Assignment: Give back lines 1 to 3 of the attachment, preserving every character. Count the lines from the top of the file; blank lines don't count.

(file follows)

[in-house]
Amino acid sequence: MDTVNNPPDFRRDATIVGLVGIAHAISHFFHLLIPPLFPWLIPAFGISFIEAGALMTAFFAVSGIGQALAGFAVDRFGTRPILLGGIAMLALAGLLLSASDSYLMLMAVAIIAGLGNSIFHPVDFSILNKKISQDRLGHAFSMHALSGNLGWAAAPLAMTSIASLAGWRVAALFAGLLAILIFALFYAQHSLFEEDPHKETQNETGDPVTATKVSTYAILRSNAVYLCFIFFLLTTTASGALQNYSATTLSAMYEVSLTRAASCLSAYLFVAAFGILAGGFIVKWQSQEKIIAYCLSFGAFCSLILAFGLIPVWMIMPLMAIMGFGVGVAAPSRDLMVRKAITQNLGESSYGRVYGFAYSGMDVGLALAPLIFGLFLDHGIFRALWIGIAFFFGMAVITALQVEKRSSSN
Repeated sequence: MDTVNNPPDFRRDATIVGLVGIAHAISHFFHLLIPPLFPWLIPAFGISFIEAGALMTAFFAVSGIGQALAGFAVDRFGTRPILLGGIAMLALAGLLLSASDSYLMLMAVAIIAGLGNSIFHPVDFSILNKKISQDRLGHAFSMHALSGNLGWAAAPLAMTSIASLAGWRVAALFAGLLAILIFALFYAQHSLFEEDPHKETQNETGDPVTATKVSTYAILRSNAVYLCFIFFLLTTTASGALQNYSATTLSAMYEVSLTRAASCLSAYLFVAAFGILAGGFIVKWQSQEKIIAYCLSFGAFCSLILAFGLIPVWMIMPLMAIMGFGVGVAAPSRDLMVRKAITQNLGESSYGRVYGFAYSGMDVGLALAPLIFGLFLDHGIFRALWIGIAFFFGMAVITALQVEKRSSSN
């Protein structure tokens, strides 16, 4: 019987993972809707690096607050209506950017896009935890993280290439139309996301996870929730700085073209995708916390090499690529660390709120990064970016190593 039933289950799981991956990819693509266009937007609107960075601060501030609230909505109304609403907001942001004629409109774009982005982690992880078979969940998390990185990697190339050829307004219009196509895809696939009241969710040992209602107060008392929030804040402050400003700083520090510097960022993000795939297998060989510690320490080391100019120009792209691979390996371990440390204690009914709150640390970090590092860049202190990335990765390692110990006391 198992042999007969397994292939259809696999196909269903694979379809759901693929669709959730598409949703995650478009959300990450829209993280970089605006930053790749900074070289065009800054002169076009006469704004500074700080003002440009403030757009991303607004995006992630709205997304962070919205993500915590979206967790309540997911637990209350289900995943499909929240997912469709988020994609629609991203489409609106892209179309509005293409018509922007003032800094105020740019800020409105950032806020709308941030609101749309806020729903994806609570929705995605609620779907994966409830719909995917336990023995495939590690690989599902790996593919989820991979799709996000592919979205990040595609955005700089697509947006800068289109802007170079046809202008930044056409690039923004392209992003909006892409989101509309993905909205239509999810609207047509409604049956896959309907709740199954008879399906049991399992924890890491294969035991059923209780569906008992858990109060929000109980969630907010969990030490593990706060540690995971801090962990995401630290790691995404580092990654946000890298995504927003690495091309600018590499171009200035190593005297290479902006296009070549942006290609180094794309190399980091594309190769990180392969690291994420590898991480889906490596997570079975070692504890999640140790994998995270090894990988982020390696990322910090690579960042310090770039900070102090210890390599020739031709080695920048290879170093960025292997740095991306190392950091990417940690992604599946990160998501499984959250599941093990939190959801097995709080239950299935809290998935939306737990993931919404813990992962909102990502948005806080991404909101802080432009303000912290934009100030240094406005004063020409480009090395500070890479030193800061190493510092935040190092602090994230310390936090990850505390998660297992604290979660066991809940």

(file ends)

[in-house]
Amino acid sequence: MDTVNNPPDFRRDATIVGLVGIAHAISHFFHLLIPPLFPWLIPAFGISFIEAGALMTAFFAVSGIGQALAGFAVDRFGTRPILLGGIAMLALAGLLLSASDSYLMLMAVAIIAGLGNSIFHPVDFSILNKKISQDRLGHAFSMHALSGNLGWAAAPLAMTSIASLAGWRVAALFAGLLAILIFALFYAQHSLFEEDPHKETQNETGDPVTATKVSTYAILRSNAVYLCFIFFLLTTTASGALQNYSATTLSAMYEVSLTRAASCLSAYLFVAAFGILAGGFIVKWQSQEKIIAYCLSFGAFCSLILAFGLIPVWMIMPLMAIMGFGVGVAAPSRDLMVRKAITQNLGESSYGRVYGFAYSGMDVGLALAPLIFGLFLDHGIFRALWIGIAFFFGMAVITALQVEKRSSSN
Repeated sequence: MDTVNNPPDFRRDATIVGLVGIAHAISHFFHLLIPPLFPWLIPAFGISFIEAGALMTAFFAVSGIGQALAGFAVDRFGTRPILLGGIAMLALAGLLLSASDSYLMLMAVAIIAGLGNSIFHPVDFSILNKKISQDRLGHAFSMHALSGNLGWAAAPLAMTSIASLAGWRVAALFAGLLAILIFALFYAQHSLFEEDPHKETQNETGDPVTATKVSTYAILRSNAVYLCFIFFLLTTTASGALQNYSATTLSAMYEVSLTRAASCLSAYLFVAAFGILAGGFIVKWQSQEKIIAYCLSFGAFCSLILAFGLIPVWMIMPLMAIMGFGVGVAAPSRDLMVRKAITQNLGESSYGRVYGFAYSGMDVGLALAPLIFGLFLDHGIFRALWIGIAFFFGMAVITALQVEKRSSSN